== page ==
Ted Simons: And as far as now once he got into office, he was in office a long time. It seems like corporate bigwigs, those who were after executives, he seemed like he was fighting all the time.
David Berman: He was fighting the corporate bigwigs. He was after the Southern Pacifics and the Santa Fes and the giant companies who pretty much ran the state legislature. He was in the state legislature, that's when he started his major career and he was trying to increase corporate taxes, get protections for workers, especially in company towns, and he couldn't get anything out of them. And he developed out of that experience a very strong distaste for state legislatures, even though he was governor. He fought that legislature all the time.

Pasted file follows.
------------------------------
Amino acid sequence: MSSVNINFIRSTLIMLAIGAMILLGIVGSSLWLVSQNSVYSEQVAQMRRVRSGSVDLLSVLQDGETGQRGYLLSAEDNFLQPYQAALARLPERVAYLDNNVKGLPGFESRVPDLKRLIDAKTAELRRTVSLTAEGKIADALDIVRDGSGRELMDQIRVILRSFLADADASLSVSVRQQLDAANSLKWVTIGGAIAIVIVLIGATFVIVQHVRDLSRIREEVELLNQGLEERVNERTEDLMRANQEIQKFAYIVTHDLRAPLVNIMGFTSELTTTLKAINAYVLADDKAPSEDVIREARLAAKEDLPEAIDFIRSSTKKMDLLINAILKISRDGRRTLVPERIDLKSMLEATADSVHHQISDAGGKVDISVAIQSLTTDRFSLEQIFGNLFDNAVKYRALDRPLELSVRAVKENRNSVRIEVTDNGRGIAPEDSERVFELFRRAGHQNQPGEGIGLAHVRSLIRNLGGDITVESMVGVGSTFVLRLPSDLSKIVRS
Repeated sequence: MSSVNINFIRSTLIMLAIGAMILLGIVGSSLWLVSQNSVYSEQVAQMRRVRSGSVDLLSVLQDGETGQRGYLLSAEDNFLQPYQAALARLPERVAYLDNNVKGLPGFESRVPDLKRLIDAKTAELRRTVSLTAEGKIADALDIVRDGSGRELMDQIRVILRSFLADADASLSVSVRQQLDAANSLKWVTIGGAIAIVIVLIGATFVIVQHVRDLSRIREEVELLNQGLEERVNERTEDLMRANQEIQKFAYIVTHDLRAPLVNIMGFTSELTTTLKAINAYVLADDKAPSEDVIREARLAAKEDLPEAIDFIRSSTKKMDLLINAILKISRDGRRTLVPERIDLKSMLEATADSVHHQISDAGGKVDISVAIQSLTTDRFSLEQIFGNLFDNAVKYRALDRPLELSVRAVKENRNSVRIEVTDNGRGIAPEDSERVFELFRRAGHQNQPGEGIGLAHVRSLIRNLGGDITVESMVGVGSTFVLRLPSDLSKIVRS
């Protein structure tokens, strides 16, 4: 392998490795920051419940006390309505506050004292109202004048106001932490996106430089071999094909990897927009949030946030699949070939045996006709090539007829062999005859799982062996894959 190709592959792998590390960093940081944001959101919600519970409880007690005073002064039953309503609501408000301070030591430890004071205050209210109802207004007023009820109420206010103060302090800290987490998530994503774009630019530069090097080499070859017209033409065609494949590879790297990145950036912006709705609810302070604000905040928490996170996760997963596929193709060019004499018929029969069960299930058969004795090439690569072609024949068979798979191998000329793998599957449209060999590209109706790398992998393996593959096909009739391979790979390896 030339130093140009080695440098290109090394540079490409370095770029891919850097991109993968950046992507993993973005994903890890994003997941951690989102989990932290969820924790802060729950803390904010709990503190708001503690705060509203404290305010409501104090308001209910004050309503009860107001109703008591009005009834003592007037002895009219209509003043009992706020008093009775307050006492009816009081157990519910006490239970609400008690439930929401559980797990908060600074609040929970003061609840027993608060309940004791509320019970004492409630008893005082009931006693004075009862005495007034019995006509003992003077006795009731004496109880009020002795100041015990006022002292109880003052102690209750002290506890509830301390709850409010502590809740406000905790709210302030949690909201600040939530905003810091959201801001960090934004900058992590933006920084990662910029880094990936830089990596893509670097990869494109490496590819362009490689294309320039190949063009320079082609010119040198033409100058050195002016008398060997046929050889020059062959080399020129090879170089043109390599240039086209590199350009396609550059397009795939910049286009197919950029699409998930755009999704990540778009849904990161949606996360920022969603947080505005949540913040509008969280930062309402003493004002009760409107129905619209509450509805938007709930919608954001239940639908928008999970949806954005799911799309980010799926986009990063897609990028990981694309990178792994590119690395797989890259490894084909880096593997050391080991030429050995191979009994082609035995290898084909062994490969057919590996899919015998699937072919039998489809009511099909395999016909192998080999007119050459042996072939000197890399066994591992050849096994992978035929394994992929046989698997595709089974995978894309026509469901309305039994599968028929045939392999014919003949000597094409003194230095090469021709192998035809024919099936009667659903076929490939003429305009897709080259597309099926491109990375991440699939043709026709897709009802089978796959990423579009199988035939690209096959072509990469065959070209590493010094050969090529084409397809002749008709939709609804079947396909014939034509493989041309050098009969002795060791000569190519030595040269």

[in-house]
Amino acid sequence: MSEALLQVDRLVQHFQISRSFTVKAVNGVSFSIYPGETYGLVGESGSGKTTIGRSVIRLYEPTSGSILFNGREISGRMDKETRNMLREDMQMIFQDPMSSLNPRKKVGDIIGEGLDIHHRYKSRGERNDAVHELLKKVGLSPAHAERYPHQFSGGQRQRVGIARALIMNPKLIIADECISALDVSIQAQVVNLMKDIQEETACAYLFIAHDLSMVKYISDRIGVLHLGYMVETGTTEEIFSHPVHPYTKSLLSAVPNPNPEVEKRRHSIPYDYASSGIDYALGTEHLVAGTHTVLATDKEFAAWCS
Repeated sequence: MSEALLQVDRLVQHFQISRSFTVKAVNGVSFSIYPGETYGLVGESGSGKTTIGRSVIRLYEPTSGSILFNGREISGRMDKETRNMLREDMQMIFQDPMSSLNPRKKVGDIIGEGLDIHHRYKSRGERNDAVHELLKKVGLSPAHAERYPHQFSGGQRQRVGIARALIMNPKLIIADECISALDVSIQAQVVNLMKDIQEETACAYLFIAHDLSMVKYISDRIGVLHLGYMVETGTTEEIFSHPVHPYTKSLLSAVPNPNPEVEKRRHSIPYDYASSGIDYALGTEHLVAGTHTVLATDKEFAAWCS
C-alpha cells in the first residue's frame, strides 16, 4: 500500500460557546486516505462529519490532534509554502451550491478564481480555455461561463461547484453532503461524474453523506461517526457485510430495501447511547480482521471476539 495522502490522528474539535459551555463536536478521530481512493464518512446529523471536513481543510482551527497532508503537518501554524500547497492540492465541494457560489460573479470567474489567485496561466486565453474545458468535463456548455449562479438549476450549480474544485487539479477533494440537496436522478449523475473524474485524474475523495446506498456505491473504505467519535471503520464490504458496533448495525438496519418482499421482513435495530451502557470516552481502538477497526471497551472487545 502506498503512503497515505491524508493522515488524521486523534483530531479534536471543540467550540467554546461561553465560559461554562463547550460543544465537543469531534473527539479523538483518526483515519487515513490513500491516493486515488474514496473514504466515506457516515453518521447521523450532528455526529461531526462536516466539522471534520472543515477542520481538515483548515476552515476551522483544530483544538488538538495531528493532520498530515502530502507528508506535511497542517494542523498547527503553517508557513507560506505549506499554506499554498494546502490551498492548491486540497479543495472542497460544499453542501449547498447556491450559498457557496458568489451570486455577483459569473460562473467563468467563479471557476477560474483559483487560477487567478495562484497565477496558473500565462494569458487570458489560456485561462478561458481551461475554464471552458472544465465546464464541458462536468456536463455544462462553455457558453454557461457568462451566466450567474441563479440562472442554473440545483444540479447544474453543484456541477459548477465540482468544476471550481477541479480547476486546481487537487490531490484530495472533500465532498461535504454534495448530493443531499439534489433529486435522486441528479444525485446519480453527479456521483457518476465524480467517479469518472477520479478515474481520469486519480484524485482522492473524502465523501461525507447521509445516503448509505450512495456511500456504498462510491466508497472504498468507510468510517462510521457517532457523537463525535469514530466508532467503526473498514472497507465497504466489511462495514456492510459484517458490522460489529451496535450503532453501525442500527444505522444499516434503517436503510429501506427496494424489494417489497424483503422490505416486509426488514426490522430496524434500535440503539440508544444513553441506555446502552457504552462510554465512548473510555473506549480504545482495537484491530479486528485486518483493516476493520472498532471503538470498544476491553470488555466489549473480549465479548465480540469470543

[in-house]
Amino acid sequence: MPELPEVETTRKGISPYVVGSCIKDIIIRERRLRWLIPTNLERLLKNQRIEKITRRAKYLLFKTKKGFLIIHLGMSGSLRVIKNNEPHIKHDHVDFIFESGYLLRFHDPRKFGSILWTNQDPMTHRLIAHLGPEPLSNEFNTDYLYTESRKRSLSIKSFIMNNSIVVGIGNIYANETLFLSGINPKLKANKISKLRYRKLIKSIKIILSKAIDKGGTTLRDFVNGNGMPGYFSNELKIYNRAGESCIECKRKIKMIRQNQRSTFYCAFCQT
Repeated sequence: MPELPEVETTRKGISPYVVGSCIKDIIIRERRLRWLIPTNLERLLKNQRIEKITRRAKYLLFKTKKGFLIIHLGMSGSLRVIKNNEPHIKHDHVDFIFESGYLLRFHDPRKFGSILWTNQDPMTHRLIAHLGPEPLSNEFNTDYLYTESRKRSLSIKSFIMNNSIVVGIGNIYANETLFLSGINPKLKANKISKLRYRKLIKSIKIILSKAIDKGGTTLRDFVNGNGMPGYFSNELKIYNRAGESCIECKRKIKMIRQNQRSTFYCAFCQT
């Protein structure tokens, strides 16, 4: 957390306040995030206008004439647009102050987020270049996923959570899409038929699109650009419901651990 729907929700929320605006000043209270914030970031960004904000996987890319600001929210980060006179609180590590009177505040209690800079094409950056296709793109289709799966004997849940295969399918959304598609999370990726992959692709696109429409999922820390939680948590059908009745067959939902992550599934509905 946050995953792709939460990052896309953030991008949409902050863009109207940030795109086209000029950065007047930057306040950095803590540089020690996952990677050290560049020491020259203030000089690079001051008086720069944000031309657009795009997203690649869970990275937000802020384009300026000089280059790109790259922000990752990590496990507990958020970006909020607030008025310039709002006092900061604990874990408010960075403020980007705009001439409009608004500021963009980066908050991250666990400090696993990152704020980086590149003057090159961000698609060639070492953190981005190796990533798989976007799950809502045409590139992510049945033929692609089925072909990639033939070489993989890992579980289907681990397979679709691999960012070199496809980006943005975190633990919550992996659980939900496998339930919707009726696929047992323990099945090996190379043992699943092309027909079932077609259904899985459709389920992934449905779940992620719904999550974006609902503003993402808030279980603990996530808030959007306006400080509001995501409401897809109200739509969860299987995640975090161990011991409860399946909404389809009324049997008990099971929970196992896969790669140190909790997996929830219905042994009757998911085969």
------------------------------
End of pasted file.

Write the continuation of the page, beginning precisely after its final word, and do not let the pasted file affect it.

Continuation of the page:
Ted Simons: Some things never change. But with that in mind it seemed like from your book like he wasn't -- was he a happy politician? It seems like he wasn't very happy very often.
David Berman: He was on a crusade and -- crusade and he had a tendency if you read his diary and his private letters to see conspiracies against him, betrayals. He knew how everybody voted and if you voted against him, he knew that. It was right up here. That was fellow politicians. You had to stay with him or you were in trouble and he had the -- it was well filed up there as to who was a friend and who was a foe. He had a lot of ego as most politicians do. I think you need it. But he was not a happy warrior. He was a warrior but not a happy warrior.
Ted Simons: And yet it sounds like it took a lot to get him to get out of politics. He just ran to the bitter end.